A&E 'winter crisis': Call to put GPs in hospital emergency departments
Report also calls for surgeons 'at the front door of the hospital'
A coalition of leading doctors’ organisations has warned that the NHS faces “walking blindfolded into another winter crisis” if it does not overhaul the relationship between emergency care, primary and social care.
To tackle the “overwhelming” number of patients seeking urgent care the NHS should make out-of-hours GP service available at hospital emergency departments, according to a major new policy recommendation from the Royal College of Emergency Medicine.
The report has also called for GPs to have direct lines to A&E consultants to seek their advice, for surgeons to be located “at the front door of the hospital” and for community care to be located in emergency rooms to “bridge the gap” between emergency and social care.
These are among 13 major policy recommendations in the Acute and Emergency Care: Prescribing the Remedy report, which has the backing of the Royal College of Paediatrics and Child Health, the Royal College of Physicians and the Royal College of Surgeons, as well as the College of Emergency Medicine
It goes on to argue that patients should no longer have to face the default choice or whether they need emergency attention or more minor treatment at an out-of-hours centre, rather they should have access to both levels of care at the same location.
Senior doctors contributing to the report also recommended that community care and social care should be available seven days a week to support urgent and emergency care services, which would mean patients could be safely discharged outside of normal working hours.
The College of Emergency Medicine wants community care to be located in emergency rooms to 'bridge the gap' between emergency and social care (Getty) In a strongly-worded warning to Government the president of the College of Emergency Medicine, Dr Clifford Mann, said “It would be nothing short of a scandal if these recommendations were not acted on. The time for action is now.”
Sir Richard Thompson, president of The Royal College of Physicians, said “Over the past few years, services for ill patients have been stretched by the sheer amount of acute and emergency admissions, and we have to plan better for the future to protect patient safety. These thirteen recommendations are practical, evidence-based, and produced by doctors who care for patients daily – if we do not implement them, we shall simply walk blindfold into another winter crisis.”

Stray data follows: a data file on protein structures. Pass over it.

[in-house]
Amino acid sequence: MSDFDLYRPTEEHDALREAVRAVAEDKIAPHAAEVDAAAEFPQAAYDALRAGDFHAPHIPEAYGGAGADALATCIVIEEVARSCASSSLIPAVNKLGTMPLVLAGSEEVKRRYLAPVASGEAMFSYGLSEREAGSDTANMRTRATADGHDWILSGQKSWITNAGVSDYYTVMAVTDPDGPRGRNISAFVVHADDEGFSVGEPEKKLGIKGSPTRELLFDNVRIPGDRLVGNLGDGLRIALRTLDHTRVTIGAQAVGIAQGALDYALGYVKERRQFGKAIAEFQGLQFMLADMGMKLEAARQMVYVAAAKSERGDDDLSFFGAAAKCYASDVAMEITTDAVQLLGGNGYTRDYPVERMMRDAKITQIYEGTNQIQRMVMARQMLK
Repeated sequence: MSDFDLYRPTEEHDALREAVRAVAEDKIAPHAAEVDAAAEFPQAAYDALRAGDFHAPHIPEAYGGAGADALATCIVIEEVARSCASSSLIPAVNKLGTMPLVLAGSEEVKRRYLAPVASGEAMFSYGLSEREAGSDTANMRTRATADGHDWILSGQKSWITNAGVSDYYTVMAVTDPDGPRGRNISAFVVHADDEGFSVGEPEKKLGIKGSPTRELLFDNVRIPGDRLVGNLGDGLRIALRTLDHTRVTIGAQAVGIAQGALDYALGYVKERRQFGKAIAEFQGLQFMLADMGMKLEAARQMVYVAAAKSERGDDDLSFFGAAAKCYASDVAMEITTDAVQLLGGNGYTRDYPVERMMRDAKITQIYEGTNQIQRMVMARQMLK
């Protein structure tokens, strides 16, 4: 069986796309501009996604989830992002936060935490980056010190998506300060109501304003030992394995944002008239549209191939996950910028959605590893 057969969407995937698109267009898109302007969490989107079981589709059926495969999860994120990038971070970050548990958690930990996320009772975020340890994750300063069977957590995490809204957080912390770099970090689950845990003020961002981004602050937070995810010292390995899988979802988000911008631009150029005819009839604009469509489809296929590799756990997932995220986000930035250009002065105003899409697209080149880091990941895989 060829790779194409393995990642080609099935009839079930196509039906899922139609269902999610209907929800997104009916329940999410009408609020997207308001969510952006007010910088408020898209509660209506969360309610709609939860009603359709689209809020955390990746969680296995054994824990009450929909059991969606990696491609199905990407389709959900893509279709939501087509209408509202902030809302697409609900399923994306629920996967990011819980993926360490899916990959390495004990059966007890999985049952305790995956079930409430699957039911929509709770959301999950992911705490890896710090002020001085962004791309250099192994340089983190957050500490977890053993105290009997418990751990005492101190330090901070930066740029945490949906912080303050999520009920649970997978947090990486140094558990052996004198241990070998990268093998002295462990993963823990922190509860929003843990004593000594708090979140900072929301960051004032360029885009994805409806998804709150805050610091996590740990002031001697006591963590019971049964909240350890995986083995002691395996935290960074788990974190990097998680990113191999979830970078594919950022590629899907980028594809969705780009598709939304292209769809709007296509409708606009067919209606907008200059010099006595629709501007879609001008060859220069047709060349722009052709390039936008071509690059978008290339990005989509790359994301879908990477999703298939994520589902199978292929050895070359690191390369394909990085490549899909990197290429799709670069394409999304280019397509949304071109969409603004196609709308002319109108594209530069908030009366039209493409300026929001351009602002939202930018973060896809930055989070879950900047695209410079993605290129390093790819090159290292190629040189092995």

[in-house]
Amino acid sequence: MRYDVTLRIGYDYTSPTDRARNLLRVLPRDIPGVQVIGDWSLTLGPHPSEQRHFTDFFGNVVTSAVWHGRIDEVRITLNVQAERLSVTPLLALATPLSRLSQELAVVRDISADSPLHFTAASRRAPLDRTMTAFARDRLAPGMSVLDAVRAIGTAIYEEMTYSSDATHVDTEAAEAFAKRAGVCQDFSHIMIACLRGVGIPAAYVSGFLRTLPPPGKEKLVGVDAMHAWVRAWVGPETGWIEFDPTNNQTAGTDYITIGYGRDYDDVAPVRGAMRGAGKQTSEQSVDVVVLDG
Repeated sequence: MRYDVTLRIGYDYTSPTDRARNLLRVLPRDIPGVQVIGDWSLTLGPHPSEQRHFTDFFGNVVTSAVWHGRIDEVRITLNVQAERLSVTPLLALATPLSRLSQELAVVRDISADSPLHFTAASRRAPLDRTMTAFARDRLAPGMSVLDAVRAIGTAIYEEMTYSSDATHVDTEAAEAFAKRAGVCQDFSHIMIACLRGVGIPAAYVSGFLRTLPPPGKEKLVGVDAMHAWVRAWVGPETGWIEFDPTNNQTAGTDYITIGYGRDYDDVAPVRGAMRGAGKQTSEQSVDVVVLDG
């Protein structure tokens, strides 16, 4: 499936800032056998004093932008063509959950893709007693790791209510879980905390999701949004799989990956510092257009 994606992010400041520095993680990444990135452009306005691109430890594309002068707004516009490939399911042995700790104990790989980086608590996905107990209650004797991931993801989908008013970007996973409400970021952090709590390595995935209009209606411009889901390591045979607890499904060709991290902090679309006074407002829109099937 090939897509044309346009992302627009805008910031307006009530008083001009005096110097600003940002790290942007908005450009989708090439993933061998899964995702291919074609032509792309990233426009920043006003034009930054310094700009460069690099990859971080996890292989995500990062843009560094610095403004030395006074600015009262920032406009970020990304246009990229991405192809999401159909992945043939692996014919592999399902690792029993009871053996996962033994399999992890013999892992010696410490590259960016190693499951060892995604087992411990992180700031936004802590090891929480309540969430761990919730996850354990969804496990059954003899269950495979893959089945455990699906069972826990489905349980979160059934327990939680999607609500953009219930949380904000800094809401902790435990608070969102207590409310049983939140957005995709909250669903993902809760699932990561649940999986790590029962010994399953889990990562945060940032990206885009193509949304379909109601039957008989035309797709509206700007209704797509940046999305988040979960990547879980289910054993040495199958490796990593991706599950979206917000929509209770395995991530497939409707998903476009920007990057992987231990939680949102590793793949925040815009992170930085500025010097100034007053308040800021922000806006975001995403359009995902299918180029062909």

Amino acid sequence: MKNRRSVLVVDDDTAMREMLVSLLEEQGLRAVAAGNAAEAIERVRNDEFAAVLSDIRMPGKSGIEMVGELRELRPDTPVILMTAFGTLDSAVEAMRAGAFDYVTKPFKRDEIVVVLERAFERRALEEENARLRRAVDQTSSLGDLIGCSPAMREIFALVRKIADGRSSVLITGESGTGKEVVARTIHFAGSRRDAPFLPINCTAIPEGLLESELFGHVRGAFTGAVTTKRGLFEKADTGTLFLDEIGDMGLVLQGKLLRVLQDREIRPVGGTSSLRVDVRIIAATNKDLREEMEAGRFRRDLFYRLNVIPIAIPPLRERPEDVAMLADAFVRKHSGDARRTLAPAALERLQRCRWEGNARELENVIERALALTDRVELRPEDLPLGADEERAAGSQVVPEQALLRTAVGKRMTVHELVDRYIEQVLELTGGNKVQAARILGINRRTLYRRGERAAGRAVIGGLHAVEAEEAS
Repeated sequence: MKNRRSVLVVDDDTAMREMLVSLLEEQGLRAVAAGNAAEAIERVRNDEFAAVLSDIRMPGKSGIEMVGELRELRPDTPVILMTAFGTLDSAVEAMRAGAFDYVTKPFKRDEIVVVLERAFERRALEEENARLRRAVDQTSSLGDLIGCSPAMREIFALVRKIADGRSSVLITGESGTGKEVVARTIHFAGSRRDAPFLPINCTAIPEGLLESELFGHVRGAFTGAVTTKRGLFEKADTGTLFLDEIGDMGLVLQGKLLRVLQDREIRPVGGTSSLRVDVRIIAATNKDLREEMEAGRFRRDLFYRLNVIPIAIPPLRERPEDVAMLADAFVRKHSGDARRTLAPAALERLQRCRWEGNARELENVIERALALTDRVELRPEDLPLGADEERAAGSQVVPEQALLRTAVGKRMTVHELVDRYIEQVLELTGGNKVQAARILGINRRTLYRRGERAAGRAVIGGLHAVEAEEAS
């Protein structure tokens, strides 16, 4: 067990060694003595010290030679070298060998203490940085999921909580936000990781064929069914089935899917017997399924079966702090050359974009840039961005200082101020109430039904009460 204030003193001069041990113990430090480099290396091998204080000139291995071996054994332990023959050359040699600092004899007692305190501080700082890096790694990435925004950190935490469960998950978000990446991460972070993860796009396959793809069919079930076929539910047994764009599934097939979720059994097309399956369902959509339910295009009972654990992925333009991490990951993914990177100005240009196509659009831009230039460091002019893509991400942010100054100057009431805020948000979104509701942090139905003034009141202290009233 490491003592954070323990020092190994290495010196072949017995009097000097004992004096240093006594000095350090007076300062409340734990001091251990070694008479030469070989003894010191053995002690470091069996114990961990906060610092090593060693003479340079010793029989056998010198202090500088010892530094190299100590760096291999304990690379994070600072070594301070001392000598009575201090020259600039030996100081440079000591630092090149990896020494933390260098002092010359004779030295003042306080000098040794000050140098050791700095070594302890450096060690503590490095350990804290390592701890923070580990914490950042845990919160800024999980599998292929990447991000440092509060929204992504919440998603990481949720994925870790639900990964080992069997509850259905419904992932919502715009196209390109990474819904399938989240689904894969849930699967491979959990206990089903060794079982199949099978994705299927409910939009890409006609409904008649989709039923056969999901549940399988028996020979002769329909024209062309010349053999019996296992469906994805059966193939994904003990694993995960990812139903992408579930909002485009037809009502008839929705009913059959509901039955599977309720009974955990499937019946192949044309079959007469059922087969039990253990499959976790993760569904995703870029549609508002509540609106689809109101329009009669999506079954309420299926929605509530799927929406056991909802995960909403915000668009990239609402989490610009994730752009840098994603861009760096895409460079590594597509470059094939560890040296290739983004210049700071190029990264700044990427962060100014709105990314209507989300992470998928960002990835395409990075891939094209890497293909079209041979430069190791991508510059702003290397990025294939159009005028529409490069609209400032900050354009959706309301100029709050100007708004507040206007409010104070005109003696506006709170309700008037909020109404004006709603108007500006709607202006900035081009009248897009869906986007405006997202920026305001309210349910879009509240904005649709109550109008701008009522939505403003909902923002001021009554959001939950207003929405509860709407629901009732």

These stark warnings come after the organisations called an “emergency summit” in response to the “profound pressures” facing patients and doctors in emergency wards across the country. This follows new NHS figures last month showed that the country’s accident and emergency centres are busy than at any time since records began, and show no sign of dipping during traditionally quieter summer months.
The performance of A&E departments across the country is being closely watched by Government – along with key NHS waiting list targets and GP referrals. The Government is reportedly concerned that poor performance this summer may foreshadow and bad winter, with the Conservative leadership desperate to avoid bad NHS headlines in the run up the General Election.
In response up to £350m has been set aside for emergency and preventative hospital treatment, across the country, along with another £50m for improvements to the NHS 111 non-emergency phone line and ambulance services.
A spokesperson for the Department of Health said, “We will look closely at this report from the College of Emergency Medicine, and indeed, are pleased to have their endorsement for recent guidance given to the system on year-round operational resilience. We will continue to collaborate with the College as we seek to deliver the best quality care for patients.”
The 13 recommendations
1) Out-of-hours GPS at every A&E department
2) Sharing best practise to give patients “right care, first time”
3) All trainee specialty doctors to spend time in A&E departments
4) Surgeons at “front door of the hospital” to make key decisions
5) Focus on correct “skills mix” at emergency departments
6) Deploy extra staff at “times of peak activity”
7) Social care available at A&E departments seven days a week
8) Community teams based at every A&E departments to support “vulnerable patients”
9) Consultants and diagnostics support available all day, every day to herald “seven-day service in the NHS”.
10) New funding and target rules
11) New contracts for staff work-life balance
12) Effective IT infrastructure
13) Doctors involved with NHS 111 and NHS Direct
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